Third, these findings extend what we know about the kinds of situations in which people experience ‘knowledge neglect’—the failure to retrieve or apply their previously demonstrated knowledge, resulting in a failure to spot errors [55,75]. Here, we provide evidence that people also fail to retrieve or apply their demonstrated knowledge about the expertise involved in executing a complex skill when evaluating their own ability to execute that skill. Such a possibility fits with the idea that knowledge neglect is exacerbated when decisions are susceptible to fluency-driven biases [76]. Our findings suggest that when subjects first considered the emergency scenario and then watched the pilot landing a plane, knowledge neglect could have arisen from greater transportation into the scenario and easily accessible feelings of processing ease that people misattribute to their abilities.

Fourth, they fit with an anchoring-and-adjustment account in which the order of items affects people's evaluations of their performance on those items. That is, our findings from Experiment 2 support the possibility that the question people encountered first anchored their response to the second. In other words, when people first face the lower standard ‘without dying’ question, they might be lulled into a more heuristic type of processing, essentially ‘nodding along’ with the scenario, and tending to rely on recent feelings of easy processing that the added semantic context of the video provided [77]. Then, to the extent people have difficulty sufficiently adjusting away from their overconfidence, when they face the higher standard question—comparing themselves with a pilot—they report more confidence than people who did not watch the video. But what happens to people who encounter the questions in the opposite order? When they are asked to compare their ability with that of a pilot, the obvious high standard should make it difficult to nod along; when they are then asked about their ability in the lesser standard, they too adjust away from their low confidence—but never get to the point where they nod along. These are speculative mechanisms, and although they fit with the literature, more research is needed.

Although we cannot determine the extent to which these mechanisms—in whole or in part—drive our effects, across two experiments our data suggest a general mechanism in which the semantic context of the video helps people mentally manufacture thoughts, images and feelings consistent with the proposition that they could land the plane. But there is more work to be done. For instance, it is not clear exactly what aspects of the video led people to be overconfident. For instance, our video depicted a successful, smooth, landing with no complications. Perhaps if people saw a challenging landing, it might draw their attention to their genuine lack of skill. Furthermore, the video was not designed to be instructional (recall that an experienced commercial pilot who has trained many pilots pronounced it ‘useless’). Perhaps if the pilot in the video stepped through the specific actions necessary to land the plane, explaining the purpose behind them, that shift to a more concrete level of construal would encourage people to evaluate their abilities more accurately [78]. We know that people's confidence in their knowledge of complicated processes decreases when they are asked to provide a step-by-step explanation of how the process works [79]. For instance, when people considered their understanding of how a zipper works, they reported greater understanding than when they were asked the question at a more concrete level, such as how the parts of a zipper enable it to work [78]. Likewise, the relative lack of concrete steps in the video may have inflated people's confidence. On the flip side, to the extent prior work on truthiness illuminates some of the mechanisms driving our effects, it might be fruitful to introduce another condition in which some people saw an unrelated video. In the truthiness literature, people tend to classify more difficult trivia statements as false when those statements were paired with a semantically unrelated photo—compared with a related photo or no photo at all [72]. These findings fit with the idea that the lack of semantic relatedness in the unrelated photos produced disfluent processing.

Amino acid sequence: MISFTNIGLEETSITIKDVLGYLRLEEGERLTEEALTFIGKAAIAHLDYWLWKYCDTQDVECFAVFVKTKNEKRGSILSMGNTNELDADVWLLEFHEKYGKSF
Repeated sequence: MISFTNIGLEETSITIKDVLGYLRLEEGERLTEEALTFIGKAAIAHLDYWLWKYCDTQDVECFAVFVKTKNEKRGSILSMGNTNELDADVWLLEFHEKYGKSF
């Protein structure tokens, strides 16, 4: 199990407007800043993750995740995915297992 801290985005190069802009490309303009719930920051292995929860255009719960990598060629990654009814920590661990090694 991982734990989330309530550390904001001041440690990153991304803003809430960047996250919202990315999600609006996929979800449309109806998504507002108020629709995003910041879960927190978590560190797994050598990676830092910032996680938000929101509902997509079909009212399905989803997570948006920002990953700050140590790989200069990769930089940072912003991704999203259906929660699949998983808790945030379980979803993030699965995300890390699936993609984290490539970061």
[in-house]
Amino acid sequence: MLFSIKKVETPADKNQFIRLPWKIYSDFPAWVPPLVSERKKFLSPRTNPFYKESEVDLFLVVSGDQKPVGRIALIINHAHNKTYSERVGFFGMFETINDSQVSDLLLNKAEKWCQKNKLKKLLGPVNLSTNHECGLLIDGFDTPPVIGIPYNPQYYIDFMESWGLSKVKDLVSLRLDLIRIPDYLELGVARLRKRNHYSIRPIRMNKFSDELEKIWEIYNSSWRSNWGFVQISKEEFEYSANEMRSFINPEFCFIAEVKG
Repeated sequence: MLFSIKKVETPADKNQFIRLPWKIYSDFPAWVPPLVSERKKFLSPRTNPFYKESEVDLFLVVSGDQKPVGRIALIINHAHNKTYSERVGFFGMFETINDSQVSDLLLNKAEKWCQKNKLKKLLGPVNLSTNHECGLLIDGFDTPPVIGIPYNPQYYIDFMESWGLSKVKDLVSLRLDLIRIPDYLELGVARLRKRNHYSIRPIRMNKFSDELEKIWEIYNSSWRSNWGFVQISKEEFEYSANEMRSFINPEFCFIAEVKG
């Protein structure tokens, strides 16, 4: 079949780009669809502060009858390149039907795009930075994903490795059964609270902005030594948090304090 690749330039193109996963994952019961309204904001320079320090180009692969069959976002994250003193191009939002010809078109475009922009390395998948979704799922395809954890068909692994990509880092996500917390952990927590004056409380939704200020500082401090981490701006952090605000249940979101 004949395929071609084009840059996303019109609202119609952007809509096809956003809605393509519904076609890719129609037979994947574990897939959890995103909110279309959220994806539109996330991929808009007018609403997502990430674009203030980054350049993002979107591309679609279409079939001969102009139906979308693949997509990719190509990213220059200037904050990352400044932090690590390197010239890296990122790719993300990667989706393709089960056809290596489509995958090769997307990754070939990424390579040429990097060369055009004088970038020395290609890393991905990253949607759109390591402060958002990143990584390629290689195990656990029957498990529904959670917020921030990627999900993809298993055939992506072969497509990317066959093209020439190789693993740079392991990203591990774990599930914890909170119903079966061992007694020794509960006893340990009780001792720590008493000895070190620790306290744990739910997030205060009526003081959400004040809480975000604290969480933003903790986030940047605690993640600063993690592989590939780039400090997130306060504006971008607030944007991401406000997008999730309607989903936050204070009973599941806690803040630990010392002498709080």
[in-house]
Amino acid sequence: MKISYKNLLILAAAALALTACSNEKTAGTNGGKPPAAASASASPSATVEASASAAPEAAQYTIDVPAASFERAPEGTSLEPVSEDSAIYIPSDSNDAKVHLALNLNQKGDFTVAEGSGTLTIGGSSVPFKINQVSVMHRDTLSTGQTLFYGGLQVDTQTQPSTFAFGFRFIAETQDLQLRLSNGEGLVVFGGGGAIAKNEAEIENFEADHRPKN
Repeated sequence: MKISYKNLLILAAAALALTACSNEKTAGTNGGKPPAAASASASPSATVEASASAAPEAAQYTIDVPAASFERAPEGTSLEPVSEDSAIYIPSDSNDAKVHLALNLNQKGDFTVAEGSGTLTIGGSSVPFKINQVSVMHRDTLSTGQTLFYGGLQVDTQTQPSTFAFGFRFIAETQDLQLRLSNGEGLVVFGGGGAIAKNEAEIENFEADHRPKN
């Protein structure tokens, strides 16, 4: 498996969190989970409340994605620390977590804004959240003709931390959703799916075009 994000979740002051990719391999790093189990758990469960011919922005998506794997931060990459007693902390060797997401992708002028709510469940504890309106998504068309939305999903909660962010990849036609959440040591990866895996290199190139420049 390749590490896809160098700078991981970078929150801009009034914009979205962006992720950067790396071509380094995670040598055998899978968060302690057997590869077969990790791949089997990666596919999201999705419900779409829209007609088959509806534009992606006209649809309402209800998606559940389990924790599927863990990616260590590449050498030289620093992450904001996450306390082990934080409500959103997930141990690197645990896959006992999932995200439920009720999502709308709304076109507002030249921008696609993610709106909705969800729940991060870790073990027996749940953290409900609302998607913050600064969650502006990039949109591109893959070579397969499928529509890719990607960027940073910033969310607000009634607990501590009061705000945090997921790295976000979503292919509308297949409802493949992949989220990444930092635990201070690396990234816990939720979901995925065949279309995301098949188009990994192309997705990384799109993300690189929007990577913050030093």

In addition, the successful, smooth landing with no complications left subjects in the dark about the decisions driving the pilot's actions; subjects might therefore have developed their own error-filled notions to fill in the gaps. Such a process could be explained by the ‘beginner's bubble’ [80]. The idea is that when novices learn just a small amount about a complex task, their confidence in their performance disproportionately shoots up compared with their objective performance. The proposed mechanism for this bubble of overconfidence is that people develop incomplete or insufficient theories about how to perform the task, which in turn leads to rogue feelings of competence. Although our video was not intended to be instructional in any way, the fact that we chose a highly specialized task with which people had no prior learning makes it reasonable to speculate that people might have developed incomplete or insufficient ideas about how to land a plane.